control means, connected to the color filter means and to the reformatting means, for causing one of the first and second portions to transmit light representing a selected one of said two or more colors, and for switching the other of the first and second portions to transmit light representing a next selected one of said two or more colors.
13. The video display system according to claim 12 wherein the control means causes said one of the first and second portions to transmit light representing the color of the video signal in response to which lines are currently being traced on the corresponding one of the first and second sections of the light-emitting screen, and wherein the control means switches said other of the first and second portions to transmit light representing the color of the video signal in response to which lines will next be traced on the corresponding one of said first and second sections of said light-emitting screen, said control means switching said other of the first and second portions before the completion of the tracing of lines on the one of said first and second sections corresponding to said one of the first and second portions.
The general operation of the present invention may be understood by referring to FIG. 1. A display system 4 includes a cathode ray tube (CRT) 6 having multiple electron guns 7 and a phosphor screen 8 capable of being energized to emit light in the form of visual images. A video processor 12 acts as the medium for receiving, reformatting, and temporarily storing a plurality of video input signals 16, and retransmitting the reformatted video signals to the electron guns 7 via signal lines 9. The display system 4 further includes an electronically switchable, optical transmission filter 20 that determines the color of the video perceived by an observer. A filter control 24 controls the transmission filter 20 to select the color of the video communicated to an observer. A sweep control circuit 28, comprising a sweep generator and timing circuit 44 and a deflection amplifier 48, generates the horizontal and vertical deflection voltages for controlling placement of the electron beams produced by the electron guns 7.
In one form of the invention, the CRT 6, shown here as having three electron guns 7 and a phosphor display screen 8 capable of emitting light in a broad band of the visible spectrum containing at least three distinct colors (e.g., red, green and blue), is arranged to display consecutive lines of one of the three colors of a television video field. A complete display of the input video image is provided when all lines of the video frame have been written to the display screen at the proper line spacing.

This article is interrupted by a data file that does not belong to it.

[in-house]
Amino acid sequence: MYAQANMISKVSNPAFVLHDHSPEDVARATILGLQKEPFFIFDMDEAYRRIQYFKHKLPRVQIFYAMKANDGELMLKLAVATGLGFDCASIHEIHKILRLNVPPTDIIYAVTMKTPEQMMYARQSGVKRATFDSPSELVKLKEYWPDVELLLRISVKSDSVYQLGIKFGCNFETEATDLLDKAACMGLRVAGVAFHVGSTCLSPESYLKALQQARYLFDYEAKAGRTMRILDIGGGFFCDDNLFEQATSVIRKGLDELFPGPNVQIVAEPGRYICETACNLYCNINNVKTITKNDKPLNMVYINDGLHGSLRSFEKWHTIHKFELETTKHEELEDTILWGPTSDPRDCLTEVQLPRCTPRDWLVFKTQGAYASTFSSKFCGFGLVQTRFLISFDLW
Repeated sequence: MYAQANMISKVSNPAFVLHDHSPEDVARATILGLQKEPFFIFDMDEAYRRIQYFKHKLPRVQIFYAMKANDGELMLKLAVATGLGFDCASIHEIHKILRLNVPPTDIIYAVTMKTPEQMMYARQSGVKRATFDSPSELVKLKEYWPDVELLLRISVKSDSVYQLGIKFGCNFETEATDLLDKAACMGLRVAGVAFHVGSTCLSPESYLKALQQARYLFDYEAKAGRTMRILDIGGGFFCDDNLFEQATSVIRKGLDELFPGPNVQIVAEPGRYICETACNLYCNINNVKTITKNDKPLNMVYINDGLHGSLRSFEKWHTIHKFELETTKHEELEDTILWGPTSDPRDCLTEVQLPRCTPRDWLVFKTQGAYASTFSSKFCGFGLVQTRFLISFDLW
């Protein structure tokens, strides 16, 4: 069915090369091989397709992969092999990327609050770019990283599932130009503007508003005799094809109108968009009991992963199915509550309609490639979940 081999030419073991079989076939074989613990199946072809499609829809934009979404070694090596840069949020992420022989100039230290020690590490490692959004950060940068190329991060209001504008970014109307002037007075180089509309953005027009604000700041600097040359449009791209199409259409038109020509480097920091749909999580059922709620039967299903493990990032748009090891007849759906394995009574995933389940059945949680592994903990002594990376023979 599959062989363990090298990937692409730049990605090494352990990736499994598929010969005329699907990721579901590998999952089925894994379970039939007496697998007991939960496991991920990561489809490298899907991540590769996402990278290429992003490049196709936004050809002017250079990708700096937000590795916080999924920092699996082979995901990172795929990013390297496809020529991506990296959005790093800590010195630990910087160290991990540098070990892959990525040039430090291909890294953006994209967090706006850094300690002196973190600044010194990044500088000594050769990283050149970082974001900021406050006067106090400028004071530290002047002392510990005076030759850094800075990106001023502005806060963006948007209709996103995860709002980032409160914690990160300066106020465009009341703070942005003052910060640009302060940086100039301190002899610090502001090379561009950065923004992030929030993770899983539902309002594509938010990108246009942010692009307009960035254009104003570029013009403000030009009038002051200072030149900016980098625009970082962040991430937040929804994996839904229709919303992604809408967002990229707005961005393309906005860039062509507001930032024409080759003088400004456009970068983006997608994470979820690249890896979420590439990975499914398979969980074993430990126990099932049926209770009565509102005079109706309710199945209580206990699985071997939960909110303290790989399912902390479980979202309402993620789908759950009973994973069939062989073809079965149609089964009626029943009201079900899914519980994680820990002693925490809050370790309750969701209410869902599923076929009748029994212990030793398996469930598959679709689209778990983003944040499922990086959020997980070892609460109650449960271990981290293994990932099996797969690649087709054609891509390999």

Video processor 12, broadly comprising a video reformatter and memory 32 and a video amplifier 36, is arranged to receive the video input signals 16 and temporarily store each separate video color field. The particular reformatted arrangement of video in storage permits the simultaneous communication of consecutive video lines from the same color video field to electron guns 7. Construction of video reformatter and memory 32 will be discussed more fully below in conjunction with discussion of FIGS. 2 and 3.
The electron streams emitted from electron guns 7 pass through a deflection yoke 40 wherein they are vertically and/or horizontally deflected to ultimately impinge upon and energize the display screen 8 at prescribed locations. Deflection yoke 40 receives beam positioning voltages produced by the sweep generator and timing circuit 44 and a deflection amplifier 48 that form the component parts of sweep control circuit 28. Sweep generator and timing circuit 44 is coupled to receive X and Y deflection voltages 17 on signal lines 52 and 56, respectively, to control beam position on the display screen 8 when the display system 4 is operated in a vector generator (i.e., calligraphic) mode. In this case, the sweep generator and timing circuit 44 would include appropriate switching to route the X and Y deflection voltages to signal lines 58 for communication to the deflection amplifier 48. For raster generation, however, X and Y deflection voltages are generated by the sweep generation and timing circuit 44 in response to horizontal and vertical SYNC signals extracted from the video input signals 16 by the video reformatter and memory 32.
The optical filter 20 is an electrically switchable optical transmission filter of known design, using liquid crystal or similar technology. It is constructed to separately pass at least three different colors, which are also capable of being emitted by the display screen 8: red, blue, and green. As FIG. 1 illustrates, the filter 20 is arranged between screen 8 and an observer, and is controlled by filter control 24 to cause the optical filter to transmit (to the observer) the color of the video currently being read from video reformatter and memory 32. The optical filter 20 is constructed so that an upper portion 20A of the filter may be set by filter control 24 to transmit the next color in the color sequence while a lower portion 20B of the transmission filter is transmitting the present color of the sequence.
As will be evident to those skilled in the art, the scanning technique provided herein can be time-consuming. It is for this reason that the multiple guns in CRT 6 are used. Each electron gun 7 handles one of the scan lines of a field, so that three lines are scanned at a time, and a scan field is produced in one-third the time. Additionally, with the optical filter 20 constructed to have an upper portion 20A that is separately controllable from a lower portion 20B, the upper portion 20A can be set to transmit the particular color then being scanned on the display screen 8, while the lower portion 20B can be undergoing a change of state, all in response to control voltages communicated from the filter control 24 via signal lines 25, to switch from a previous color to the upcoming color. And, in similar fashion, when the electron beams reach that portion of the display screen 8 filtered by the lower portion 20B of the optical filter 20, the upper portion 20A can then be commanded to switch.